Writer: Nick Walker and Olivia Winteringham
Director: Graeme Rose
Reviewer: Glen Pearce
We often talk about theatre getting inside our head. Kiln’s A Journey Round My Skull takes that one step further, firstly giving us a guided tour of how the brain works and then taking us on an immersive journey inside our skull.
We are in a psychiatrist’s office where a surgeon explains to us the nature of our illness. We hear of the problems we’ve been facing with memory loss and audio hallucinations. She though has a solution. She is going to remove the tumour in our brain that is causing the problem.
As the monologue unfolds, however, we find that this doctor/patient relationship is more complex. As she guides us back through our forgotten memories it becomes clear she is in love with her patient, a patient that often can’t remember who they are. She faces the dilemma of saving her love one’s life by operating but in the process risks losing the very essence she loves.
It’s a poetic and intricately woven tale, based in part on a true Hungarian story from the early 20th Century. Co-writer and performer Olivia Winteringham is compelling as the surgeon, delivering her fact-heavy dialogue with real compassion. There’s a sense of authority but also a tenderness and reassurance.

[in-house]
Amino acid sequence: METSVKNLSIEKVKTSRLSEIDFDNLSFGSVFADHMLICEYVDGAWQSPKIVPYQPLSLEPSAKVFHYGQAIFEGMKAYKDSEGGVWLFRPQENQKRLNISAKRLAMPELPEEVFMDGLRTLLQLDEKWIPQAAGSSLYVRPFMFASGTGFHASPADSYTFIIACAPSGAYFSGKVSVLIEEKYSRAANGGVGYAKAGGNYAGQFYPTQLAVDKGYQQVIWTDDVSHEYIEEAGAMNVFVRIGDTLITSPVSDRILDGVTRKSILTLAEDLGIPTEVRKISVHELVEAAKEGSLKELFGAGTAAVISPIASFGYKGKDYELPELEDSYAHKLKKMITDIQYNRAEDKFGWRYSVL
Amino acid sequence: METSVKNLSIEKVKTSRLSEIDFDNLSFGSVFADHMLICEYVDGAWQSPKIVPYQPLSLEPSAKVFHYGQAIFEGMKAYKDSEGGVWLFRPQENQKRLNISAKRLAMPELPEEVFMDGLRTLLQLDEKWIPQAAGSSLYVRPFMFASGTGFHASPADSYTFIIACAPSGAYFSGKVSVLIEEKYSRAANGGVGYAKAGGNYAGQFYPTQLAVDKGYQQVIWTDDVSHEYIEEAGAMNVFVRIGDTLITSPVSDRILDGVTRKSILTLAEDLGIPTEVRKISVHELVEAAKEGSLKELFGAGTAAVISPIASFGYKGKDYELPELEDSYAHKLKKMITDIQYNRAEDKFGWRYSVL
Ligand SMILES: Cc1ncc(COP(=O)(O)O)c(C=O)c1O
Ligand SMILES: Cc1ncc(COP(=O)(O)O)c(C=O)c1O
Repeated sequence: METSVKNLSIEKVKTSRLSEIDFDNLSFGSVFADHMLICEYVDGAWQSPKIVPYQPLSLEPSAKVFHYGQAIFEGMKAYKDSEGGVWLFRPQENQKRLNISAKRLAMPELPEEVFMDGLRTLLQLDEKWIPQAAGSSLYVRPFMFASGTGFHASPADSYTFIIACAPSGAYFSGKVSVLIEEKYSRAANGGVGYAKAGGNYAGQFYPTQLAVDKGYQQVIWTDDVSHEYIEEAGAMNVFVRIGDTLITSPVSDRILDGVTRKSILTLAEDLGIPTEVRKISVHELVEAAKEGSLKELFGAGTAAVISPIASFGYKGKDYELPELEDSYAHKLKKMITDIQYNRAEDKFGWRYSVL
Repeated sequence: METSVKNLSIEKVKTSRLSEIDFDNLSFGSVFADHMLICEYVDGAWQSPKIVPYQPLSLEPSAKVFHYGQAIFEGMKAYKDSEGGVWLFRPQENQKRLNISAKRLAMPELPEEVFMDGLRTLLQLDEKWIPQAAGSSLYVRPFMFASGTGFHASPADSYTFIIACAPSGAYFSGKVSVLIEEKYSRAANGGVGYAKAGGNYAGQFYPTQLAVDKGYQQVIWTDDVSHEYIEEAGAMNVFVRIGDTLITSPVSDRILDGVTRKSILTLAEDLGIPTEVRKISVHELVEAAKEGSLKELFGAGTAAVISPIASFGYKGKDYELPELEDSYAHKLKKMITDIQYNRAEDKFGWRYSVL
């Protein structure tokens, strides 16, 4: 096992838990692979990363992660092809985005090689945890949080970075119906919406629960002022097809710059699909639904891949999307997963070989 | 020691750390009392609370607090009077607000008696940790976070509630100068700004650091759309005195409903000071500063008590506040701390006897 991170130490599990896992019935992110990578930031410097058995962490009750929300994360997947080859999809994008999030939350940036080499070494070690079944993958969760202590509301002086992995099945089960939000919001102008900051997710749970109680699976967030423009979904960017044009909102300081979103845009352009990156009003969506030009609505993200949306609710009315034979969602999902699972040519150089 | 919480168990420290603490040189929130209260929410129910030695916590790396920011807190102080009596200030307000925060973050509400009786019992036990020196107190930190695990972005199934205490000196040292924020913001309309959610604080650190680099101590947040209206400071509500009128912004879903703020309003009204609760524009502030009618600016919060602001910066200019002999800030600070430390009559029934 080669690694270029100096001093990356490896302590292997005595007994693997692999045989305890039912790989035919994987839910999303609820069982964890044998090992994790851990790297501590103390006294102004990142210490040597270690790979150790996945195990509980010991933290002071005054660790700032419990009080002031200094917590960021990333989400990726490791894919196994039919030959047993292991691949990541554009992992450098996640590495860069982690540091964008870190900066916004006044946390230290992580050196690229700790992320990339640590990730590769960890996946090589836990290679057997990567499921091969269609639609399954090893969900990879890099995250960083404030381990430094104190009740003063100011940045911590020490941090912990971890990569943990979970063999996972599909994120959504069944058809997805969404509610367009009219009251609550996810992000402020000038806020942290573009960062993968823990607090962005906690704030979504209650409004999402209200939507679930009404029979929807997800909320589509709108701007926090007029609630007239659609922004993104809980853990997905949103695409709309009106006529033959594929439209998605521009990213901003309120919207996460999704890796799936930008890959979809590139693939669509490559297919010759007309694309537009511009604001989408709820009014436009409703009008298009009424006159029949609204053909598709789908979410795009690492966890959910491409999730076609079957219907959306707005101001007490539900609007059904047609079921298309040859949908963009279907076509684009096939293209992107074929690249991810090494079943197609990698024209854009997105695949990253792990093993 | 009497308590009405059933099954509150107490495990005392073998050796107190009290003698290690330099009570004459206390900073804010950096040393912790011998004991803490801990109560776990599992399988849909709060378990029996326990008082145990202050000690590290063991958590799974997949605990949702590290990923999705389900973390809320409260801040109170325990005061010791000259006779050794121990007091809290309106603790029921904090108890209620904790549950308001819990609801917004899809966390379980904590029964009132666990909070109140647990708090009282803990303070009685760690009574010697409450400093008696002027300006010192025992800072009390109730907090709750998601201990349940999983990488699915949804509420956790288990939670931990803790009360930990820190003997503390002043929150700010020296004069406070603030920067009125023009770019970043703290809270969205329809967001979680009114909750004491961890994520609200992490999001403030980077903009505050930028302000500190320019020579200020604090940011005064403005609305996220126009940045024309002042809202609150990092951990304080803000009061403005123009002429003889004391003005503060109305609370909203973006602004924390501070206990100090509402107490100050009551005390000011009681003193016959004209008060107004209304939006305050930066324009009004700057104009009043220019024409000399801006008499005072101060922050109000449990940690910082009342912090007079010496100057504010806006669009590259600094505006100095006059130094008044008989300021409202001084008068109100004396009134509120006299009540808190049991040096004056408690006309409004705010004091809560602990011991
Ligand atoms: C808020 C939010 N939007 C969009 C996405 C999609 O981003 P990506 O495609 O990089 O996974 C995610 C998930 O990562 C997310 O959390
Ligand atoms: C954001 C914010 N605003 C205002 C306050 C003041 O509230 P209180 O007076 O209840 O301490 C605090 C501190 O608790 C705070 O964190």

The journey inside our own head though begins in earnest when we are asked to don headphones in preparation for our surgery. We’re explained to that it will be a local anaesthetic to be able to monitor brain function and as classical music plays we begin to hear the sounds of surgery. Those with a medical phobia may find the soundtrack uncomfortable but the soundscape we hear as ‘our’ skull is opened up to remove the surgery is overwhelming. Mixed in with Winteringham’s live voice, it is an effective way to draw us further into the story.
Ultimately we are left wondering who the patient is and who the patient in need of help is. It’s a complex and wordy piece that needs attention but a piece that will remain in your head long after you’ve left the theatre.